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The Education Version of Groundhog Day (Updated)

 

groundhog day

In the classic 1993 Bill Murray film Groundhog Day, Murray was forced to relive the same day over and over again until he learned from his mistakes.  Whilst only a light-hearted comedy on the surface, Groundhog Day was a timely reminder that mistakes and its consequences are repeated over and over again until they are learned from.

Every time the curriculum changes I think of Groundhog Day.  I’ve only been a teacher for a short time, yet already I have seen the curriculum change 4 times.  First it was the CSF, then it became the CSF 2, followed soon after by VELS. And the curriculum has recently been changed yet again!

And this time it’s a National Curriculum – and it stinks!

Why do they do it to us?  Just when you get used to one curriculum, they change it from another.

The cynic in me says the Government is bereft of ideas.  They know that education outcomes are underwhelming, that there isn’t much satisfaction in the quality of schools and performance indicators are not painting a rosy picture.  Yet, they don’t have a clue what to do about it.  They neither have the money, vision or gumption to make any real change, so they go for the obvious alternative – perceived change.

When asked to reflect on their achievements in Education, the former Government proudly pointed to overhauling the curriculum.  They triumphantly declared that by introducing a national curriculum, they were able to do what previous administrations couldn’t.

But they will know the truth all along – you can’t change the fortunes of an ailing academic record by altering and renaming a curriculum.  In fact, from my experience you can’t expect any change at all. Unless it is change for the negative.

Even if my cynical take is wrong, and there is some good intention behind this new curriculum, it doesn’t seem to be adding anything of substance.  A bit more grammar, a deeper focus on handwriting and a greater emphasis on history sounds good.  But when it comes down to it, it is just like my boss said both this time and last time and the time before that, “Don’t worry. It is going to be very similar to our current curriculum.”

The same mistakes over and over again …

 

Click on the link to read Adding Sex Education to the Curriculum Comes at the Expense of Something Else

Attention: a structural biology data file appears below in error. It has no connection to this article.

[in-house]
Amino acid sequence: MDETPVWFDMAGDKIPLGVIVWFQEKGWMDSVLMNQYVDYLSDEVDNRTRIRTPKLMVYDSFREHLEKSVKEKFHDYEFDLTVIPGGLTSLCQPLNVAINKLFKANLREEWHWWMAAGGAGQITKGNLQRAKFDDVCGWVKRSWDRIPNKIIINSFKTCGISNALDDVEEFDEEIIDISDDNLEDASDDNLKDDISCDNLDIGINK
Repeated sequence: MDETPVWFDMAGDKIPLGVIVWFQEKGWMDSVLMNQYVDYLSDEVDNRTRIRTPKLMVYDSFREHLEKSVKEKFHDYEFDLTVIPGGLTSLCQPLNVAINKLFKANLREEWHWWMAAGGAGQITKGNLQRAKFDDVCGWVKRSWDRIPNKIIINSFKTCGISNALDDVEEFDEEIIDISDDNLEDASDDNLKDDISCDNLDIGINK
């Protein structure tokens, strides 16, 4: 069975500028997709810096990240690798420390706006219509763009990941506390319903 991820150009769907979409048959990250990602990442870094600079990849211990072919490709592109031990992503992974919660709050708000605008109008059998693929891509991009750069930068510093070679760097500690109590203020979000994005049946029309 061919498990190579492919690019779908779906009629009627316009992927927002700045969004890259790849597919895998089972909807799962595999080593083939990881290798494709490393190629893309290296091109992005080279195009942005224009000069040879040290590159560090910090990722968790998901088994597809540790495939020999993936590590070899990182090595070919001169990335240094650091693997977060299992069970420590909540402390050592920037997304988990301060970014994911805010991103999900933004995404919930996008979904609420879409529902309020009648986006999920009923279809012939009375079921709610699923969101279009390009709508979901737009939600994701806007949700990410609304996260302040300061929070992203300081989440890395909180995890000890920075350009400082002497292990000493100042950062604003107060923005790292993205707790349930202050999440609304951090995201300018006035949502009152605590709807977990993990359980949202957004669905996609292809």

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7 Responses to “The Education Version of Groundhog Day (Updated)”

  1. teachmefirst Says:

    Quoth a professor of mine: “Every year a little more gets added to the curriculum, but nothing gets taken away”
    The curriculum will always change because the people in charge of education have never been in a classroom. Instead, we teachers have to figure out how to manipulate the curriculum to match the values, attitudes, knowledge and skills we want our students to learn.
    Try not to get too frustrated!

  2. gdw100 Says:

    Politicians want results in under 4 years or they don’t want them at all. To invest in teachers and support them properly and let students get the education they deserve is too slow a process. Changing the curriculum and all the other peripheral stuff (and there’s plenty of it) is much easier. They don’t care if it goes wrong or does nothing because the chances are they won’t be in the job then. Instead of supporting the teachers and looking at the actual teaching we have to put up with all the other changes. It’s demonstrably pointless. Newton’s Laws don’t change and neither does their importance and neither does the age we can teach them at. It would be nice to think there’s some sound research base that changes are founded on – but given the lack of large scale research in education that’s highly unlikely.

  3. kedavis99 Says:

    I get so frustrated because every new change is supposed to make thing all better but they never allow the change time to actually take effect, it takes more than one year! My last district came up with some new great idea each year and when the state standardized test scores didn’t improve immediately they found another new great idea. Between districts and politicians constantly changing curriculum, expectations, goals, programs, etc. is it any wonder so many teachers don’t make it past the 7 year mark, or even the three year mark these days.

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